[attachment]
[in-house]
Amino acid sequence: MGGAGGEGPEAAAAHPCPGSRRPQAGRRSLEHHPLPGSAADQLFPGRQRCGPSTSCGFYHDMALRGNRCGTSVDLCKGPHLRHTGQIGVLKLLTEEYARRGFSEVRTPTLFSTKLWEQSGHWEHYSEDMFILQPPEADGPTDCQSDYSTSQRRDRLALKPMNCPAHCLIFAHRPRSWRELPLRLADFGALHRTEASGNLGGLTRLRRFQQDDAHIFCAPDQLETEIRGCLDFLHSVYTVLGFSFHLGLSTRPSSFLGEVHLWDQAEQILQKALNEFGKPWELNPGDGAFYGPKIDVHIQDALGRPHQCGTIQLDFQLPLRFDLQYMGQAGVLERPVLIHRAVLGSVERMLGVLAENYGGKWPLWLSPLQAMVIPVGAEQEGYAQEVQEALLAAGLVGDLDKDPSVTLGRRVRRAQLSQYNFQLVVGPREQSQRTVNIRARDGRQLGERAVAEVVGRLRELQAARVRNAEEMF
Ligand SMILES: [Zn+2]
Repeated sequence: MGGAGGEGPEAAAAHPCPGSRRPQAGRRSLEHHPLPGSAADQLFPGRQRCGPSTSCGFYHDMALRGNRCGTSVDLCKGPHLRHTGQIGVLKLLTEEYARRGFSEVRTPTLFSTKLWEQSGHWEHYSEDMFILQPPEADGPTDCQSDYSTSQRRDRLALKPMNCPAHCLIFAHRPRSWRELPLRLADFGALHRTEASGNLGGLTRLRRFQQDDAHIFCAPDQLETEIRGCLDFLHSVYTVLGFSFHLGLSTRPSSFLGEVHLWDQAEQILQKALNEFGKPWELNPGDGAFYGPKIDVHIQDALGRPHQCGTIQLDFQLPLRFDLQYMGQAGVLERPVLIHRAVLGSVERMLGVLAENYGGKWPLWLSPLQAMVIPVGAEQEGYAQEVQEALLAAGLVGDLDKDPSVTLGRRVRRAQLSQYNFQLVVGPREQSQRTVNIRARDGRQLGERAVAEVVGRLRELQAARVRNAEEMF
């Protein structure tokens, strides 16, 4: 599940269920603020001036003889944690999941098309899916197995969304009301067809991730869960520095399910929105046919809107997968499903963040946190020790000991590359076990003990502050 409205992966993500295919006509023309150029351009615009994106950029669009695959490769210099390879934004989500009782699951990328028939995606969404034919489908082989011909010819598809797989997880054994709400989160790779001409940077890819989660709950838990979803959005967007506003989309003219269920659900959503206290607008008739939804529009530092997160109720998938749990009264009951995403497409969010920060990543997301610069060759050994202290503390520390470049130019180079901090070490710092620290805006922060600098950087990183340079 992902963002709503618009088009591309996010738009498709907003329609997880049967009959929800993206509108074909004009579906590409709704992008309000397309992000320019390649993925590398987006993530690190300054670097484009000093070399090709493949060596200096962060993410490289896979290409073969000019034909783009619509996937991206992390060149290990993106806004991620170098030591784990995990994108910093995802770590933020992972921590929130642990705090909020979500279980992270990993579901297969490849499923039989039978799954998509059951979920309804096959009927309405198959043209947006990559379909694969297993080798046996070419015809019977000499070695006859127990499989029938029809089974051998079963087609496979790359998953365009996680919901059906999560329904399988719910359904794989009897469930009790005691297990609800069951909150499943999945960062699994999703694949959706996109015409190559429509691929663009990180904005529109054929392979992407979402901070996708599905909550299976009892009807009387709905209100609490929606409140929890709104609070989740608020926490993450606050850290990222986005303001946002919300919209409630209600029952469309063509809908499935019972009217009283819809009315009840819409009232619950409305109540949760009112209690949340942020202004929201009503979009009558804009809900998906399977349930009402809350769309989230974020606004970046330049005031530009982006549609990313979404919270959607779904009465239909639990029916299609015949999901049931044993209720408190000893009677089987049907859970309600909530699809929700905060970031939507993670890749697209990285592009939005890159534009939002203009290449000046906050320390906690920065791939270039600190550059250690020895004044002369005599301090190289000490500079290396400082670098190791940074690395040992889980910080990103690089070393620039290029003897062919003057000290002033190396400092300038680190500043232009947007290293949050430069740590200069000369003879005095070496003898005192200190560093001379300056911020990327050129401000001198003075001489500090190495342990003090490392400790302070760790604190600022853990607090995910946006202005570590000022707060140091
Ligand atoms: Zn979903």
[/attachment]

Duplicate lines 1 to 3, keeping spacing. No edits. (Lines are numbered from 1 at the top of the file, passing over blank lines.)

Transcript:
[in-house]
Amino acid sequence: MGGAGGEGPEAAAAHPCPGSRRPQAGRRSLEHHPLPGSAADQLFPGRQRCGPSTSCGFYHDMALRGNRCGTSVDLCKGPHLRHTGQIGVLKLLTEEYARRGFSEVRTPTLFSTKLWEQSGHWEHYSEDMFILQPPEADGPTDCQSDYSTSQRRDRLALKPMNCPAHCLIFAHRPRSWRELPLRLADFGALHRTEASGNLGGLTRLRRFQQDDAHIFCAPDQLETEIRGCLDFLHSVYTVLGFSFHLGLSTRPSSFLGEVHLWDQAEQILQKALNEFGKPWELNPGDGAFYGPKIDVHIQDALGRPHQCGTIQLDFQLPLRFDLQYMGQAGVLERPVLIHRAVLGSVERMLGVLAENYGGKWPLWLSPLQAMVIPVGAEQEGYAQEVQEALLAAGLVGDLDKDPSVTLGRRVRRAQLSQYNFQLVVGPREQSQRTVNIRARDGRQLGERAVAEVVGRLRELQAARVRNAEEMF
Ligand SMILES: [Zn+2]